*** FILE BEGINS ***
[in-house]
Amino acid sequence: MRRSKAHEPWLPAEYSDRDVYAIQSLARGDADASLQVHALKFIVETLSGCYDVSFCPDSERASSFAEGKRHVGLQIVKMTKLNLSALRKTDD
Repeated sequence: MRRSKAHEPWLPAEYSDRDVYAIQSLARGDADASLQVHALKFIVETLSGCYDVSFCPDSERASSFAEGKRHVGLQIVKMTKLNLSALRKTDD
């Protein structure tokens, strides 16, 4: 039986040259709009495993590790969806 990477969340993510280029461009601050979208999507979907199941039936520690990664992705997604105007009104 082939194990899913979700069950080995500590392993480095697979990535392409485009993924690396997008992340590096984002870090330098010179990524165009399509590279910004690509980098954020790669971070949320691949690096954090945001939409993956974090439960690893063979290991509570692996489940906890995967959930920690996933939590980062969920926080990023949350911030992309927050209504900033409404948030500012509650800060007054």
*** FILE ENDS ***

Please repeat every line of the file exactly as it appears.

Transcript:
[in-house]
Amino acid sequence: MRRSKAHEPWLPAEYSDRDVYAIQSLARGDADASLQVHALKFIVETLSGCYDVSFCPDSERASSFAEGKRHVGLQIVKMTKLNLSALRKTDD
Repeated sequence: MRRSKAHEPWLPAEYSDRDVYAIQSLARGDADASLQVHALKFIVETLSGCYDVSFCPDSERASSFAEGKRHVGLQIVKMTKLNLSALRKTDD
């Protein structure tokens, strides 16, 4: 039986040259709009495993590790969806 990477969340993510280029461009601050979208999507979907199941039936520690990664992705997604105007009104 082939194990899913979700069950080995500590392993480095697979990535392409485009993924690396997008992340590096984002870090330098010179990524165009399509590279910004690509980098954020790669971070949320691949690096954090945001939409993956974090439960690893063979290991509570692996489940906890995967959930920690996933939590980062969920926080990023949350911030992309927050209504900033409404948030500012509650800060007054």